EUR/USD Forecast May 25-29 – Investors Await German GDP, Inflation

EUR/USD posted considerable gains last week, as the pair broke above the 1.09 level. The upcoming week has eight events, including German GDP and German and eurozone inflation. Here is an outlook at the highlights and an updated technical analysis for EUR/USD. 
German ZEW Economic Sentiment jumped to 50.0, up sharply from the previous reading of 28.2 points. This crushed the estimate of 30.0 points. Eurozone CPI posted a meager gain of 0.3%, while the core reading came in at 0.9 percent. German and eurozone PMIs climbed higher in May, pointing to an improvement in the manufacturing and services sectors. Still the readings point to continuing contraction. German Manufacturing PMI improved from 34.5 in April to 36.8 while the eurozone indicator rose from 33.4 to 39.5 points. The services sector showed improvement after a disastrous April. German Services PMI climbed from 16.2 to 31.4, while the all-eurozone indicator jumped from 12.0 to 28.7 points.
The ECB minutes of its last monetary policy meeting stated that policymakers could implement further easing at its June meeting, in order to tackle the economic fallout from the Corvid-19 outbreak. This could mean taking measures such as adjusting the Pandemic Emergency Purchase Program.
In the U.S., construction numbers softened in April. Building Permits fell to 1.07 million, down from 1.35 million. Housing starts slowed to 0.89 million, down from 0.95 million. In March, the final read for Manufacturing PMI came in at 41.5 points, and the initial estimate for April came in at 39.8 points. A reading below the 50-level points to contraction.

EUR/USD daily chart with support and resistance lines on it. Click to enlarge:

  1. German Final GDP: Monday, 6:00. Germany is the locomotive of the eurozone, but the economy has been hit hard by the Corvid-19 pandemic. The initial estimate for Q1 GDP came in at -2.2% and the final estimate is expected to confirm this release.
  2. German Ifo Business Climate: Monday, 8:00. Business climate slipped to 74.3 in April, down from 86.1 in March. The indicator fell short of the forecast of 78.3 points.
  3. German GfK Consumer Climate: Tuesday, 6:00. German consumers are in a sour mood, as the indicator sank to -23.4 in March. Analysts had expected a small decline of 1.9 points.
  4. German Prelim CPI: Thursday, All Day. German CPI posted a gain of 0.4% in April. Analysts are projecting inflation to fall to 0.1% in the initial May reading.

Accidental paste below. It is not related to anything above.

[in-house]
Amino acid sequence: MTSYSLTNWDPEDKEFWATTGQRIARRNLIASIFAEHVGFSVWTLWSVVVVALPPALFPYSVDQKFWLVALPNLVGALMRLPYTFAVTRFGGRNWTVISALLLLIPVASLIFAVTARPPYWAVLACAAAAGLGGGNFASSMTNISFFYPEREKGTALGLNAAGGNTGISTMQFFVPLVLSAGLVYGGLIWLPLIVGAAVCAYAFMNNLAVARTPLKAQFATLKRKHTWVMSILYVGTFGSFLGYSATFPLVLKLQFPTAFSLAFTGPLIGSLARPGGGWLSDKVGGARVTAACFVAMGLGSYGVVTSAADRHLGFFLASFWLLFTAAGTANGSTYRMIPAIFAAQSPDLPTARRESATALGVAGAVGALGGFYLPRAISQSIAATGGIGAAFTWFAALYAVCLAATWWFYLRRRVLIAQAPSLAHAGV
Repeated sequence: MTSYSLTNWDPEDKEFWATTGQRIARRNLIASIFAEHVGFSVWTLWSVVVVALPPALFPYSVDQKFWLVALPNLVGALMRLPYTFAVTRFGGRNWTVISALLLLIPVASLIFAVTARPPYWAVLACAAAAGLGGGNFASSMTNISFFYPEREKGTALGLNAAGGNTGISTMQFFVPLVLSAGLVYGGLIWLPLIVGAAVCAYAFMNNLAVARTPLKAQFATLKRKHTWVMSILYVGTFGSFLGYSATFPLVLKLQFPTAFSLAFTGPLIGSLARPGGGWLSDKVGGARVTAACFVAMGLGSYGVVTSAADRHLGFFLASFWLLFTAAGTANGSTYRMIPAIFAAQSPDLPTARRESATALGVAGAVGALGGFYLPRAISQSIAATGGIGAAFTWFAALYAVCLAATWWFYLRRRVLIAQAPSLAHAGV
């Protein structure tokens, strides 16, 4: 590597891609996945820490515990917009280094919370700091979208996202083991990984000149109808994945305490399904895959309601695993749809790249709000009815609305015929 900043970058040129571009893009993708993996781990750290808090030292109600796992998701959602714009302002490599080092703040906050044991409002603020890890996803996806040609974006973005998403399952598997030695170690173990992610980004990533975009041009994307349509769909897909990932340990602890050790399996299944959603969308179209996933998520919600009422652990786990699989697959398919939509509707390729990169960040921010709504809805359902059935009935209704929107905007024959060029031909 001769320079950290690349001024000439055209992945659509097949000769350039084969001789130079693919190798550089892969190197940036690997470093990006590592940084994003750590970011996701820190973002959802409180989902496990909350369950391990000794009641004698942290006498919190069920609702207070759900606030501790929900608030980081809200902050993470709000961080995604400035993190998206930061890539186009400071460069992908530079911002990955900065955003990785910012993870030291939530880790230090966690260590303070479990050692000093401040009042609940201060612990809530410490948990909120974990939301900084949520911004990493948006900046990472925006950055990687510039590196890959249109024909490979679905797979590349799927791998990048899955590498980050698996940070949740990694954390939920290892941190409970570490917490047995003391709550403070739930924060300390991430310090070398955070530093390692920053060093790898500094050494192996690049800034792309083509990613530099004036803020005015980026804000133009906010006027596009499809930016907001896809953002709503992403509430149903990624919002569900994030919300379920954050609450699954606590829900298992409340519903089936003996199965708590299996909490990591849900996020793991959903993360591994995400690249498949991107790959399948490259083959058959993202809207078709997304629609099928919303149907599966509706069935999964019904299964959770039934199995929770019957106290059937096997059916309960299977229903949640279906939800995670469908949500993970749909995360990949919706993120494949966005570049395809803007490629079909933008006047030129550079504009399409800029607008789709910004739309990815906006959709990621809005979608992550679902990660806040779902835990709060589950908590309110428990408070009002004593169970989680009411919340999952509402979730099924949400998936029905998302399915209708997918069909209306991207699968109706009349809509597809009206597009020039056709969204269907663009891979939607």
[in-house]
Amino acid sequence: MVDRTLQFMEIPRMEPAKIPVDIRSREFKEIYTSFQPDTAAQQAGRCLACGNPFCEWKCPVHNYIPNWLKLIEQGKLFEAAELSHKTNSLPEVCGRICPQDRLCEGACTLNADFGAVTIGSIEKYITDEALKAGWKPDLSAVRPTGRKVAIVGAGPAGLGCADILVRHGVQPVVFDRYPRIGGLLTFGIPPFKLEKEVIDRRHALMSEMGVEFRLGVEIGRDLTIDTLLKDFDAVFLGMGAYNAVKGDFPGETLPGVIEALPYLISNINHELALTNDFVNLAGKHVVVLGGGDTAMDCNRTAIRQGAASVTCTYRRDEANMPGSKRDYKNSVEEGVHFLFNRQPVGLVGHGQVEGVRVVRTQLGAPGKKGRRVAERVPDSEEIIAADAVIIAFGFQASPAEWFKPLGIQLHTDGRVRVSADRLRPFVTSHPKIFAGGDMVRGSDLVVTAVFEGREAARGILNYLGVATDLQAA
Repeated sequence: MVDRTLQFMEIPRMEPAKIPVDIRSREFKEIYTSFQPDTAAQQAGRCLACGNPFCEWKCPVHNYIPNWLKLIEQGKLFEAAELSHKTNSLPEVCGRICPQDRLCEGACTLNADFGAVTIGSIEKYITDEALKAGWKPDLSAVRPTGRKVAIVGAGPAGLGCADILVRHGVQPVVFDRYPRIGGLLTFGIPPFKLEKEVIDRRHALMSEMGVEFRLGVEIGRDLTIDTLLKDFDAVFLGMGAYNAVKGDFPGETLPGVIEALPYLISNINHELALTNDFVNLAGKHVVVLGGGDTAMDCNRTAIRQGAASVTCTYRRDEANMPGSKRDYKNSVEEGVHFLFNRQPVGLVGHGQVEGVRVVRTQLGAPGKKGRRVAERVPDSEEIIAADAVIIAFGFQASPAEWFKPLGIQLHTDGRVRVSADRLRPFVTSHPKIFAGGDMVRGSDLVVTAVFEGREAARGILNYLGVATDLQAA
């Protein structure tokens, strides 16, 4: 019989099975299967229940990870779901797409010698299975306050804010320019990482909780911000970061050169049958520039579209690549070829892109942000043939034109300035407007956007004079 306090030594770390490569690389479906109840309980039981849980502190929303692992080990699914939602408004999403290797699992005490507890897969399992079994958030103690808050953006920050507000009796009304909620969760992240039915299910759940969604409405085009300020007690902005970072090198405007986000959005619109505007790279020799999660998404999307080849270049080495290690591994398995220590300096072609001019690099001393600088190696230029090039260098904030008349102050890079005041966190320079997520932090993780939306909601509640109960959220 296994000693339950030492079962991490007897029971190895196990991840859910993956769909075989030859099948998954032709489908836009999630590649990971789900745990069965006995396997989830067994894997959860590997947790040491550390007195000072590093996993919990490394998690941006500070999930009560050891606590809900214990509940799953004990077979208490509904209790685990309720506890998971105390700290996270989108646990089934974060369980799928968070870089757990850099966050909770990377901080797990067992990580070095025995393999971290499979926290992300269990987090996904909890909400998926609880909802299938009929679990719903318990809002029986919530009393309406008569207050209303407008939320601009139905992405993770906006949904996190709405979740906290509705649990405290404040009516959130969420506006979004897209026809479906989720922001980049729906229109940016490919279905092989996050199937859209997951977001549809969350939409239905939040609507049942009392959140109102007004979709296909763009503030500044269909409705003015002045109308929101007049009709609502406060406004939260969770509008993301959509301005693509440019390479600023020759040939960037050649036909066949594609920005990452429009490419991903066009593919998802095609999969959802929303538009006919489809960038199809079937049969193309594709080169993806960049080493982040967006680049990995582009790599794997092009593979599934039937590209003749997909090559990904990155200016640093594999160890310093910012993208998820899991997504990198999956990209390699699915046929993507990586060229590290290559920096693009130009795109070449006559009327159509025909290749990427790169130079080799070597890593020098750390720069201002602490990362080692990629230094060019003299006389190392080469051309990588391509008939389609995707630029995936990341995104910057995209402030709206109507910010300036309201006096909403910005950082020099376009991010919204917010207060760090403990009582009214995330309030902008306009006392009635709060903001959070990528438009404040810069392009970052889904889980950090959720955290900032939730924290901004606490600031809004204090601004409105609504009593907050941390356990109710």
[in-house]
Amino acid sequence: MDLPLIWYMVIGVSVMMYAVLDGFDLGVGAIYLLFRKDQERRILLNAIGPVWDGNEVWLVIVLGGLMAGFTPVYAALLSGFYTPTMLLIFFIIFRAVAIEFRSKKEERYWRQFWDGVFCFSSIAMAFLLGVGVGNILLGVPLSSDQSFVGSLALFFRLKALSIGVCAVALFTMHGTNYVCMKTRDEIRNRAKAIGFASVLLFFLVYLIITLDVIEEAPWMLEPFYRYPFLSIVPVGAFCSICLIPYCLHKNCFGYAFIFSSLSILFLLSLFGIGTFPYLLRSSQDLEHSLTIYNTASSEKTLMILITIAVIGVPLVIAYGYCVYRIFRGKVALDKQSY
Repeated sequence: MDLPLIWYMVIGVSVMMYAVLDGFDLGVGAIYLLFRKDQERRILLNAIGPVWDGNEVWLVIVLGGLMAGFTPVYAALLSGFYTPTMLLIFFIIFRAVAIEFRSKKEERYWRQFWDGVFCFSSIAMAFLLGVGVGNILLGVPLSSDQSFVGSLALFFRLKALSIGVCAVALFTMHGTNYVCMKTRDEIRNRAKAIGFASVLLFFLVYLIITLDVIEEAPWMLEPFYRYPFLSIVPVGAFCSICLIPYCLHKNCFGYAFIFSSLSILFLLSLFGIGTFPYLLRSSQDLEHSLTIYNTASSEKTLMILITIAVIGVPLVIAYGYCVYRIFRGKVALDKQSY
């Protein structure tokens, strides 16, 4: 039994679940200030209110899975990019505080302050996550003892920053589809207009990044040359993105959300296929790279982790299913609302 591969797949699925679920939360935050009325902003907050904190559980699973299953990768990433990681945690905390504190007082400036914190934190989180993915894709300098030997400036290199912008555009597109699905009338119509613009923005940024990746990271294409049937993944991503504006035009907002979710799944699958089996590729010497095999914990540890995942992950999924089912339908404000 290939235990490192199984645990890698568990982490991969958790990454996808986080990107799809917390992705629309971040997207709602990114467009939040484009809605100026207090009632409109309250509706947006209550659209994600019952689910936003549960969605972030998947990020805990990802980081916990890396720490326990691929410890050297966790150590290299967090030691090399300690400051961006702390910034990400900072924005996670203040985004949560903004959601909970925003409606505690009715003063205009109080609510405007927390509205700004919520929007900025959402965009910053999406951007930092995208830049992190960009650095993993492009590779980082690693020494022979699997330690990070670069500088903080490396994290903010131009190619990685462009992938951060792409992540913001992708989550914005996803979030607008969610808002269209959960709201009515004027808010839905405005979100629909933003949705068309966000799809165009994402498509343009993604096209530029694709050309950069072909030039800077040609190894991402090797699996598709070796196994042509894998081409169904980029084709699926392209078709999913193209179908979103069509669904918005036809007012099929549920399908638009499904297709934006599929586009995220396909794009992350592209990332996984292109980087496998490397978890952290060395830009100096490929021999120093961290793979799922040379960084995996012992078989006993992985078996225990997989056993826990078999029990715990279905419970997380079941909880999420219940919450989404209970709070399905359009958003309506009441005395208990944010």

5. German Retail Sales: Friday, 6:00. German consumers aren’t spending money, which could prove disastrous for the German economy. In March, retail sales contracted by 5.6 percent and April is projected to be even worse, with a forecast of 10.0 percent.
  6. French Preliminary GDP: Friday, 6:45. The eurozone’s second-largest economy contracted by 5.8% in Q1 and the second-estimate reading is expected to confirm this figure.
  7. Eurozone Monetary Data: Friday, 8:00. M3 Money Supply accelerated to an annual growth rate of 7.5% in March, up from 5.5% a month earlier. Private Loans fell to 3.4% y/y, down from 3.8%. We will now receive data for April. Money Supply is projected to rise to 7.8%, while Private Loans is expected to inch higher to 3.5% percent.
  8. Eurozone Inflation: Friday, 8:00. Eurozone inflation remains at low levels. In April, the headline figure came in at 0.3%, while core reading came in at 0.9%. The second-estimate figures are expected to confirm the initial readings.

EUR/USD Technical analysis

Technical lines from top to bottom:

We start with resistance at 1.1215, which has held since mid-January. 1.1119 is next.

1.1025 (mentioned last week) has held in resistance since early April.

1.0900 is fluid, as the pair closed the week just above this level.

1.0829 has switched to a support role following gains by EUR/USD last week.

The round number of 1.07 saw action in mid-March, when EUR/USD showed strong volatility.

1.0620 is protecting the 1.06 level. It is the final support level for now.


I am neutral on EUR/USD

The eurozone economy continues to struggle, as economic conditions remain weak due to the fallout from Corvid-19. However, Italy and Spain have eased lockdown conditions, which should improve economic numbers.

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About Author

Kenny Fisher - Senior Writer A native of Toronto, Canada, Kenneth worked for seven years in the marketing and trading departments at Bendix, a foreign exchange company in Toronto. Kenneth is also a lawyer, and has extensive experience as an editor and writer.

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